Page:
Los Angeles Times - The World
February 22, 2005
By Marla Cone, Times Staff Writer
At a meeting in Kenya, European ministers will seek deadlines and bans on the global pollutant, but the U.S. opposes a binding treaty.
Environmental ministers meeting in Nairobi this week to tackle one of the most widespread pollutants will be asked to choose between strict curbs on mercury proposed by the European Union and a voluntary approach advocated by the United States.
The EU is calling for deadlines, bans and detailed promises, whereas the U.S. prefers partnerships between industries and governments with no specific goals or deadlines for reducing either the global supply or demand of mercury.
In 2001, the United Nations Environment Program, or UNEP, declared that "national, regional and global actions, both immediate and long-term, should be initiated as soon as possible" to reduce emissions of mercury, a potent neurotoxin that has contaminated fish and other food sources around the world.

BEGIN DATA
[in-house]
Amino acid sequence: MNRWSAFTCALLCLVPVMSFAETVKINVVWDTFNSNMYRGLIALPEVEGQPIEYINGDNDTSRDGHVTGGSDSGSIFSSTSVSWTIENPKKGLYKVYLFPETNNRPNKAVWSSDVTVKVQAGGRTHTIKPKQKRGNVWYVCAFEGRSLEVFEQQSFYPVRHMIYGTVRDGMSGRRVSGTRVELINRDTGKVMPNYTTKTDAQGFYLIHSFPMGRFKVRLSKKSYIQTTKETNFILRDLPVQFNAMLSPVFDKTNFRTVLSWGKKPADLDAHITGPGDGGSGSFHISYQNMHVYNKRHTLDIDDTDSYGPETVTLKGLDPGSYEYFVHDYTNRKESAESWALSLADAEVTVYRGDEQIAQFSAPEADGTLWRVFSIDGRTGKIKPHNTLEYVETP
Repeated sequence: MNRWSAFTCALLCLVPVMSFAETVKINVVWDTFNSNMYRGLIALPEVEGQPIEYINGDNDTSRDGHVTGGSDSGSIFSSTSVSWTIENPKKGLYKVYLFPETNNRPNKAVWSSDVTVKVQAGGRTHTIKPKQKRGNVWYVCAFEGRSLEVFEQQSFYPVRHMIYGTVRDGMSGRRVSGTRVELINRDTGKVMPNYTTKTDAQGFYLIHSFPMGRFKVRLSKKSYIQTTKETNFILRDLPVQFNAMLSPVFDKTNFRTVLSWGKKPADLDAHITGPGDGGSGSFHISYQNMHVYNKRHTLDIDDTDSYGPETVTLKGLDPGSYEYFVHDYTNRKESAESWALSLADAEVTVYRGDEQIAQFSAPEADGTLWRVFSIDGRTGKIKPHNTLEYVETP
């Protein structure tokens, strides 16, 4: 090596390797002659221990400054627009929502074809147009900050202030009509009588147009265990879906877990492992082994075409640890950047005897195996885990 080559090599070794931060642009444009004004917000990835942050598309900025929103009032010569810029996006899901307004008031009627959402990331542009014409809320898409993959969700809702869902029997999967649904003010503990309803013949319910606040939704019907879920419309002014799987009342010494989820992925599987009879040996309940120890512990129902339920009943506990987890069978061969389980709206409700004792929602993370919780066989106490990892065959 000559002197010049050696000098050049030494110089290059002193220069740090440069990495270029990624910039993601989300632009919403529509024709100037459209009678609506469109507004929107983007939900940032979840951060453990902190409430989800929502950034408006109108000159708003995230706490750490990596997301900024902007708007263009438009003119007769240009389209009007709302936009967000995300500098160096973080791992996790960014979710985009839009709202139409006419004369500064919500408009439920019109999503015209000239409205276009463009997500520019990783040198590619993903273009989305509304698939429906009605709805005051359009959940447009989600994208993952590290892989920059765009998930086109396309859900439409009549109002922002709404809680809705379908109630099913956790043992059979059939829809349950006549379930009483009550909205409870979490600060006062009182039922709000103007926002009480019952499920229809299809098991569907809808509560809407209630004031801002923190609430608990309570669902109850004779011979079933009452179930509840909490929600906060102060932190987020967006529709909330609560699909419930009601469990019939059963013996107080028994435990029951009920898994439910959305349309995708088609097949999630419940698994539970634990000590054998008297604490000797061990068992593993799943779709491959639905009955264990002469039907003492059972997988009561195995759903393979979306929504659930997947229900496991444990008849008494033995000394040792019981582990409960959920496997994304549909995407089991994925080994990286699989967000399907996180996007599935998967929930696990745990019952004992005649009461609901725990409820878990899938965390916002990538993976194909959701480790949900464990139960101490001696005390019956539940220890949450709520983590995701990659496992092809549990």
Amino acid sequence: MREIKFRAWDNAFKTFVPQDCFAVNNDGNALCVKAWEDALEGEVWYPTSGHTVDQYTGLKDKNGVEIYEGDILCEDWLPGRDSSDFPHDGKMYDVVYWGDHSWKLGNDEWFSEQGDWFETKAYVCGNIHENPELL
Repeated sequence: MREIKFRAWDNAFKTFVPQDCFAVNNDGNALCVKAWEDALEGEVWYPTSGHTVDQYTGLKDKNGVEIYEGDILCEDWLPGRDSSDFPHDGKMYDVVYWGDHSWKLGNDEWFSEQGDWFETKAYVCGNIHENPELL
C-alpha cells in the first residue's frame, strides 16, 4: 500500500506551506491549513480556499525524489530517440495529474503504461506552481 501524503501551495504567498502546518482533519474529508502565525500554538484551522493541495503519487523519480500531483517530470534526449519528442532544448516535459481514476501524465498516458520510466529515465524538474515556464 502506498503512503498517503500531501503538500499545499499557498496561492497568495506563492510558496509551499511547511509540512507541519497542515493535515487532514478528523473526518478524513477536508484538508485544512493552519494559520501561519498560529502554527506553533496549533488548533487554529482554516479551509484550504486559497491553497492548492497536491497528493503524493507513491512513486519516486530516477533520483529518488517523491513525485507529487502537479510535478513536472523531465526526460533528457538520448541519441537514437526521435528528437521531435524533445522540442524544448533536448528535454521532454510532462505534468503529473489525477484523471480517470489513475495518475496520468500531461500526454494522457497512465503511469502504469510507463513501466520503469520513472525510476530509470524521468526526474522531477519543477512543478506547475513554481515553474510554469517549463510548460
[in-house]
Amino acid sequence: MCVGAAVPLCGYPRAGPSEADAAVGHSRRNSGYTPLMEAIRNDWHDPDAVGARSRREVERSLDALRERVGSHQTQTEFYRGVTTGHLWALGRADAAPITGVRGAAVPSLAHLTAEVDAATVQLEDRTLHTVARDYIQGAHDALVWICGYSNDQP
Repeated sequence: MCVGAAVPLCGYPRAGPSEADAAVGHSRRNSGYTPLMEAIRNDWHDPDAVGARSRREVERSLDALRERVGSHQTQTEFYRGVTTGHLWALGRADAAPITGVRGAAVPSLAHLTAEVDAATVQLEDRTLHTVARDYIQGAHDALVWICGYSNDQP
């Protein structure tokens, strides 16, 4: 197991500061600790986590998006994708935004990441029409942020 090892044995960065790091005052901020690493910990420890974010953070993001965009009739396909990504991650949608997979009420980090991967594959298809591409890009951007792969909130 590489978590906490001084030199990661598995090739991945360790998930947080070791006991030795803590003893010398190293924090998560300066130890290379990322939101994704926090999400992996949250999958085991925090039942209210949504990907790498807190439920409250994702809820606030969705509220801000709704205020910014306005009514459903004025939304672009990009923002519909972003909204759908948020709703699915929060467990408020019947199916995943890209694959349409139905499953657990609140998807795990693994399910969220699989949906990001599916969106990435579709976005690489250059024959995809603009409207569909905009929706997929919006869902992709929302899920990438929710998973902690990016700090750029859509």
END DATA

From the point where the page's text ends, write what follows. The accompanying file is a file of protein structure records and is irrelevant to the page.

Meeting at UNEP's world headquarters in the Kenyan capital through Friday, more than 100 environmental ministers from six continents will decide whether to begin drafting a binding international treaty to restrict the buying, selling and use of mercury.